Government attempts to address the issue have fallen short. Recently, a report by Hannah Dreier of the New York Times on migrant child labor abuses of unaccompanied youth has called out the Biden Administration for failing to properly heed warnings that abuses have been taking place. 

According to Dreier, the Biden Administration has since committed itself to the issue, but only after the administration refused to comment on why they ignored notifications and blame volleyed back and forth between agencies. Dreier went on to tell PBS, “no single agency is really responsible for these children after they’re released to sponsors.”  

ORR Director Robin Dunn Marcos told NPR they lack the personnel and resources to monitor what happens to the migrant children once they’re released. It’s been proposed that HHS be provided with $7.3 billion to strengthen the migrant support infrastructure in 2024, but that’s a long time away.  

Existing programs, like The Education for Homeless Children and Youth program, just don’t go far enough. Authorized under Title VII-B of the McKinney-Vento Homeless Assistance Act, that program may provide relief to some unaccompanied children as long as they’re identified and not lost in the trafficking landscape. 

Directly addressing the school issue itself is also an enormous task. By law, all children regardless of status must be allowed to attend school. Education Week reports that migrant services are available for 302,000 eligible students, including 28,000 out-of-school youths.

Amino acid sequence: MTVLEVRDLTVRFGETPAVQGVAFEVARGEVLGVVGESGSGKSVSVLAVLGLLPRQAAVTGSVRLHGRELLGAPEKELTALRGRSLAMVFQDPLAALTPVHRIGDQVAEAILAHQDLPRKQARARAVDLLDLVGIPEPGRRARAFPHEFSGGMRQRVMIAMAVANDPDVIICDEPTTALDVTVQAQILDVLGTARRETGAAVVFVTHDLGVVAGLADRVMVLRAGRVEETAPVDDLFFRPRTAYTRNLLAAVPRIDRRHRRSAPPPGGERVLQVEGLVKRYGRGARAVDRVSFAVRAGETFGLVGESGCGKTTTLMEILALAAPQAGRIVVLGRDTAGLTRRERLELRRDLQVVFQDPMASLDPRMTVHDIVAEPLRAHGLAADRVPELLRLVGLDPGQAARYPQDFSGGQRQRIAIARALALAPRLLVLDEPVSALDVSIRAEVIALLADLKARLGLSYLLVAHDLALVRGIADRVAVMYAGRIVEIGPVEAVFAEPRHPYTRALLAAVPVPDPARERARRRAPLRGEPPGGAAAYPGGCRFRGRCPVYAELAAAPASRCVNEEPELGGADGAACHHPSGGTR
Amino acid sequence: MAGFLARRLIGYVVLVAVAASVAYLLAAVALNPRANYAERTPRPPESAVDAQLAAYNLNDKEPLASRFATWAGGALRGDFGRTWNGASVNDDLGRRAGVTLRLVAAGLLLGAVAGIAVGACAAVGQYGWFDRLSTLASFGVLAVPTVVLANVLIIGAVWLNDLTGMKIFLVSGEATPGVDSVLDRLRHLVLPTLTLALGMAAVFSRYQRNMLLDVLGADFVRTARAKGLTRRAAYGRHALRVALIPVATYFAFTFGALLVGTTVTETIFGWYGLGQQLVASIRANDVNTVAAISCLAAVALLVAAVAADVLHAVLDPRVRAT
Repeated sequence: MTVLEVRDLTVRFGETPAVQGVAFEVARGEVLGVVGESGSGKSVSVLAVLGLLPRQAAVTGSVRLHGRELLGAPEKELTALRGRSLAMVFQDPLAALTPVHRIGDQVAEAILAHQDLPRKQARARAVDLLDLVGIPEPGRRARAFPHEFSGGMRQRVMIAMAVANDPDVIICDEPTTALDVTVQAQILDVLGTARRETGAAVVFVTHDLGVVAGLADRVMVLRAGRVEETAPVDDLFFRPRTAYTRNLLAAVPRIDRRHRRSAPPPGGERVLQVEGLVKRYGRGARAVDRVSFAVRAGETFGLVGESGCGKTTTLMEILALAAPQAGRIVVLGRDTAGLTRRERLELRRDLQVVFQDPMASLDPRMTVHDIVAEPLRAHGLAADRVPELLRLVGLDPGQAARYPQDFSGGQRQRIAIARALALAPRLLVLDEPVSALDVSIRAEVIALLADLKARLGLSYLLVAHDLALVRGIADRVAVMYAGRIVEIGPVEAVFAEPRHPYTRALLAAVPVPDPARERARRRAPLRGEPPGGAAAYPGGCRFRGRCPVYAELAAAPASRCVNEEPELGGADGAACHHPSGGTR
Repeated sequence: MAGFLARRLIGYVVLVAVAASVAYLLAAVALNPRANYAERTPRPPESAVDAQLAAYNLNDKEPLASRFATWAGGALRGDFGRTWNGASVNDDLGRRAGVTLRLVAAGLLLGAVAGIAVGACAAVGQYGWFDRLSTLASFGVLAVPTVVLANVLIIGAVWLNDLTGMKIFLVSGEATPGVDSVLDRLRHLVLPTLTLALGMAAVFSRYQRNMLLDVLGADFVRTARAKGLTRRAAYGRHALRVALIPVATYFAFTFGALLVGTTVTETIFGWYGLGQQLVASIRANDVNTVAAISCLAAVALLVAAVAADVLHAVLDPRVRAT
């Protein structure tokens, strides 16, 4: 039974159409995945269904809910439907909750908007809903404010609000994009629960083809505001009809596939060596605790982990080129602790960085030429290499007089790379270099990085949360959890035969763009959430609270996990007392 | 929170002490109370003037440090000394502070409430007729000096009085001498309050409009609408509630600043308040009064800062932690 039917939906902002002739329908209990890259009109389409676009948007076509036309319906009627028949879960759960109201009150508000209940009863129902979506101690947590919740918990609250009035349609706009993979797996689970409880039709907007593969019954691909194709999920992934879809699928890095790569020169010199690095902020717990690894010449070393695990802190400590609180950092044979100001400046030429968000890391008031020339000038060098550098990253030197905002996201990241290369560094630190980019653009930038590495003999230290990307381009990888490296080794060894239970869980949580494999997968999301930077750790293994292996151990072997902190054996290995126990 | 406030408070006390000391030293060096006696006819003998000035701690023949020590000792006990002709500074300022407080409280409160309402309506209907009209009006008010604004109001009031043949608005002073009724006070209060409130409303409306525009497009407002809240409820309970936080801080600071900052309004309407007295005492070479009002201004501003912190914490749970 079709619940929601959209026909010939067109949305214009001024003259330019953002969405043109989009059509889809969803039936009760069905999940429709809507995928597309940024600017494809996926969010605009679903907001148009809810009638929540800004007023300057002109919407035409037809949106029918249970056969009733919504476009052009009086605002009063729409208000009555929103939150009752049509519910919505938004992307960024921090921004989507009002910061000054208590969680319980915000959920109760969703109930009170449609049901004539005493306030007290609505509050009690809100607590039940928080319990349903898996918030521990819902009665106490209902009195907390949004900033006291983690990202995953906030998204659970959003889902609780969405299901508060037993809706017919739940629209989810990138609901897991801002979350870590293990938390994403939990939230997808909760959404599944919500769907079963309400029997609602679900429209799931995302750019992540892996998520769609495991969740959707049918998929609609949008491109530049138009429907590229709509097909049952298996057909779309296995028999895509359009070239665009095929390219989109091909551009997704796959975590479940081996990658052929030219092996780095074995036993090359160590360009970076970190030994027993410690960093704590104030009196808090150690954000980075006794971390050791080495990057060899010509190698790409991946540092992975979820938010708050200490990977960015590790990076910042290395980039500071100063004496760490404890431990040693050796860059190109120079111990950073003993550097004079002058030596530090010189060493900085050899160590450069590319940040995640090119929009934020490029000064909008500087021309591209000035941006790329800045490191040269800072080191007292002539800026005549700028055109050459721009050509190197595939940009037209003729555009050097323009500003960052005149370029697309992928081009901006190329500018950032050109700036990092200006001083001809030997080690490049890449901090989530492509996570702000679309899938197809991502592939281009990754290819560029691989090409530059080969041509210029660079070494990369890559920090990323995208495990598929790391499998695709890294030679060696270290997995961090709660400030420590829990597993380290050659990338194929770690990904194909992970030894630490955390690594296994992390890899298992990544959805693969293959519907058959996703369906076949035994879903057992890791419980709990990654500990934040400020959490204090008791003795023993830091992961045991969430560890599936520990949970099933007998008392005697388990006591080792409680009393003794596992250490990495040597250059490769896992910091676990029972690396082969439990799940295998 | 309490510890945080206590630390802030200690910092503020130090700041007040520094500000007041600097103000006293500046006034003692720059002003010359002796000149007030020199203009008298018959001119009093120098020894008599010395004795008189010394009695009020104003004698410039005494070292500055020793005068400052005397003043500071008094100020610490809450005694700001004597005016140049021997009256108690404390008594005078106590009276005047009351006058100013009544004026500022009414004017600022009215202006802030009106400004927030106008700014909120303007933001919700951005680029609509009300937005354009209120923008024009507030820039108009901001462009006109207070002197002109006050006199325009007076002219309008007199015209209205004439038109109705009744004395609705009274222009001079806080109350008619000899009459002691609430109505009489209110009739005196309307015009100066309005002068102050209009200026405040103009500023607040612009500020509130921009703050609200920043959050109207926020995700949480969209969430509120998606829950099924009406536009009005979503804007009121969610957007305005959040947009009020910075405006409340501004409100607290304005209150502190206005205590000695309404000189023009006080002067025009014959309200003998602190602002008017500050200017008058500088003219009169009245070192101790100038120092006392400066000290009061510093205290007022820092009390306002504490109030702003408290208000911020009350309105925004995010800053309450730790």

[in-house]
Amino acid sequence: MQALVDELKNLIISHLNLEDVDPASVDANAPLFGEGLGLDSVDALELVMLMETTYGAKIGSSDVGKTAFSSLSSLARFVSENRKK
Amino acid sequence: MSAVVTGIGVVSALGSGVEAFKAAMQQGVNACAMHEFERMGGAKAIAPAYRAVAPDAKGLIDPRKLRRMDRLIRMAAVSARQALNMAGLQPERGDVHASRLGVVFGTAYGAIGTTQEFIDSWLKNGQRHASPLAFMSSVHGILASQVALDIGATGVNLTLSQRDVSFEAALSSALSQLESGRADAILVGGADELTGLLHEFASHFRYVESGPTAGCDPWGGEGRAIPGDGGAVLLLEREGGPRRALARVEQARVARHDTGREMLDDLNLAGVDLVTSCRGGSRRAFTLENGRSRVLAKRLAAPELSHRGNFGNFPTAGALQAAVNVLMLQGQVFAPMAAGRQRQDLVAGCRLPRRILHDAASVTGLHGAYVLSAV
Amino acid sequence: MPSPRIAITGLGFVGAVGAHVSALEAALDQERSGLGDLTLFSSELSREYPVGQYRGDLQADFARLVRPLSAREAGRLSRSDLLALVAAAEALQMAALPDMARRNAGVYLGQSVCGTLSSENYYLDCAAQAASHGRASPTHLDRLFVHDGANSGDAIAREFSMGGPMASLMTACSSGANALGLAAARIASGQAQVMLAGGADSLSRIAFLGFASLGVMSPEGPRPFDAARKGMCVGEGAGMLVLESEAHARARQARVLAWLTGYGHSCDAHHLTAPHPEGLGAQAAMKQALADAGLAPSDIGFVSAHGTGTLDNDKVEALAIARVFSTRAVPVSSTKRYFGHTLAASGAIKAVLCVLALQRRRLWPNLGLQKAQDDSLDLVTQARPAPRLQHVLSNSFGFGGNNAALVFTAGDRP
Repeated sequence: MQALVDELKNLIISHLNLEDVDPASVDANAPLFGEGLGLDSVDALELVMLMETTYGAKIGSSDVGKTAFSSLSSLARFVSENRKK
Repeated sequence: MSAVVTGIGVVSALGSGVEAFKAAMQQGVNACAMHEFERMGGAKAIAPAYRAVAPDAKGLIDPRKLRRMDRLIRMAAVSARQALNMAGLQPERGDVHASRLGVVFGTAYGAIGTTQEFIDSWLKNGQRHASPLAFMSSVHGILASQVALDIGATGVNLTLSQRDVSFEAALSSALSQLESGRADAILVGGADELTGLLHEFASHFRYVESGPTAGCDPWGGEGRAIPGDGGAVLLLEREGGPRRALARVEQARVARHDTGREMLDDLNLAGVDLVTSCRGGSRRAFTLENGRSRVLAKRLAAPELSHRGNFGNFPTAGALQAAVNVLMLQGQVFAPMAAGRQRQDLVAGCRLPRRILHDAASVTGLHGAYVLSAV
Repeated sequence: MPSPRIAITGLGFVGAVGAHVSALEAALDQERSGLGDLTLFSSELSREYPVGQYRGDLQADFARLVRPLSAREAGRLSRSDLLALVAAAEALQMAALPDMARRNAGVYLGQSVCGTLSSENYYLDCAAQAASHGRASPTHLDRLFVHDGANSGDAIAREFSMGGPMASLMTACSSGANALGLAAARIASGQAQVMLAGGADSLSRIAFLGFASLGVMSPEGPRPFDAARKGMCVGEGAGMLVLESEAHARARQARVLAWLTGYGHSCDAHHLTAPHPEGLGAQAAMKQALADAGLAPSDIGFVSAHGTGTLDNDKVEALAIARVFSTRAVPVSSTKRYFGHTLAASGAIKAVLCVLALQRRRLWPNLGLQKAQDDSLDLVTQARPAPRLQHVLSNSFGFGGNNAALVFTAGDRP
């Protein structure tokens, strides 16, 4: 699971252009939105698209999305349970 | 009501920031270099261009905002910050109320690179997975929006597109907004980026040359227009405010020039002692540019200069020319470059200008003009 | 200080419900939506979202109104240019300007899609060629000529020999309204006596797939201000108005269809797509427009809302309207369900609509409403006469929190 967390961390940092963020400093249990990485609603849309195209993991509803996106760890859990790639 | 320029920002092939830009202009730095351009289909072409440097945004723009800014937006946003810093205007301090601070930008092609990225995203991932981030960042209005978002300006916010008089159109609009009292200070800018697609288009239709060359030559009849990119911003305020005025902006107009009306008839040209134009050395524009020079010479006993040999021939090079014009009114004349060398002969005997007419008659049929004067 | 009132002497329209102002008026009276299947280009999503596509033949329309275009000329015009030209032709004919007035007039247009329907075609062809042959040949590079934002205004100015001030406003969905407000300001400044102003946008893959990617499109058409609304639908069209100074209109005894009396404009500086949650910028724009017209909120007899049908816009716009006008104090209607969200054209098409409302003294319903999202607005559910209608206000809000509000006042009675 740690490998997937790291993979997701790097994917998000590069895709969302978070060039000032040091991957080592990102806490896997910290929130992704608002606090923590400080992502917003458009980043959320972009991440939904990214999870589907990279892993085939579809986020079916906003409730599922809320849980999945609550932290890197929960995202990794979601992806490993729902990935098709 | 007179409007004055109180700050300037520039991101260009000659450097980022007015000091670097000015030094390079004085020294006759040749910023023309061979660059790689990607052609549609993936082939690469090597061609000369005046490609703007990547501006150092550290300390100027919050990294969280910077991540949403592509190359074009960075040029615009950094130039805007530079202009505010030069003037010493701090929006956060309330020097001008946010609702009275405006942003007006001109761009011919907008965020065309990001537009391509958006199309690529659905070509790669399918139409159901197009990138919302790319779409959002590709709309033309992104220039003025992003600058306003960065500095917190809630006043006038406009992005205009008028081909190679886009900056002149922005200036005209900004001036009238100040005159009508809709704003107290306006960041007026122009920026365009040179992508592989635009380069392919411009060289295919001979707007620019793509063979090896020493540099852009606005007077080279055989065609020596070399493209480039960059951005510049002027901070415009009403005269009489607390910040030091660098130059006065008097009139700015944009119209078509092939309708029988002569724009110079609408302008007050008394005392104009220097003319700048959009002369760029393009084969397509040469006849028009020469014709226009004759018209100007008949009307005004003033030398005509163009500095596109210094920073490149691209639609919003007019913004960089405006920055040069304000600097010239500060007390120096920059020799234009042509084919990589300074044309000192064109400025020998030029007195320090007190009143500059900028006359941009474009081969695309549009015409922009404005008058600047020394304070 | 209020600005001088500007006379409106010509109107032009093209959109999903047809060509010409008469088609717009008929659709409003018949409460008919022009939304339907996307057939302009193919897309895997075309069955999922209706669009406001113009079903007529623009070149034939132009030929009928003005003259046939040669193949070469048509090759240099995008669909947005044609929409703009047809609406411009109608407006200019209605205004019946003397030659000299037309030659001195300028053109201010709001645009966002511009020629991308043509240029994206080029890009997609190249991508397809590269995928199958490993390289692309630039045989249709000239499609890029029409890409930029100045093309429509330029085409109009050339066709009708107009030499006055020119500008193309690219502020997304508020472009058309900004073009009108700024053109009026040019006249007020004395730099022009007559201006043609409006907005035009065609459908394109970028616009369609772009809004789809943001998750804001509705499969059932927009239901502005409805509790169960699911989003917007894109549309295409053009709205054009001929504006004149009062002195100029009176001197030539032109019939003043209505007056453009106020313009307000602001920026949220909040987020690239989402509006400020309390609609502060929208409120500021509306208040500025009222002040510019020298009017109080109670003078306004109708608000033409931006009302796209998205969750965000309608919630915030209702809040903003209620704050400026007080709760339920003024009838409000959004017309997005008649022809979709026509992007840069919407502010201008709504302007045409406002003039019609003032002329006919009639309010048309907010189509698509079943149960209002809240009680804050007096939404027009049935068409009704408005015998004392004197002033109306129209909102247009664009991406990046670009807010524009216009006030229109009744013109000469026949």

Even for those in school, the staggering academic results show that progress is not where it should be. The Migrant State Agency Program’s 2016 performance report for migrant students grades 3 to 8 showed less than 30%  proficiency standards in reading and language arts. It was even lower for math. Some of this has to do with the transitory behavior of migrant families, ongoing language barriers, and agricultural labor exceptions in existing laws, but it is an indication that much improvement is needed.

Test scores are only part of the indication that they are being underserved. Long term effects are worth considering since about 55% of migrant workers claim to have received no more than a ninth grade education. More than half of those never even made it to the seventh grade.

Meanwhile, child labor abuses remain a reality. That’s not surprising in an economy where opportunists coveting gainful bottom lines are incentivized on the backs of children. Such practices run counter to the systemic change necessary for societal norms to reflect what’s best for them.  

Prioritizing unaccompanied migrant children’s welfare over production costs related to auto parts factories, meat packing plants, restaurants, and construction sites may seem herculean. But devoting protective resources now is a powerful step towards eliminating abuses not only for them, but for all children. It also teaches them the humanity they’ll need to influence how the economy, not to mention migrant programs, ought to run in the future.

 

Engagement Resources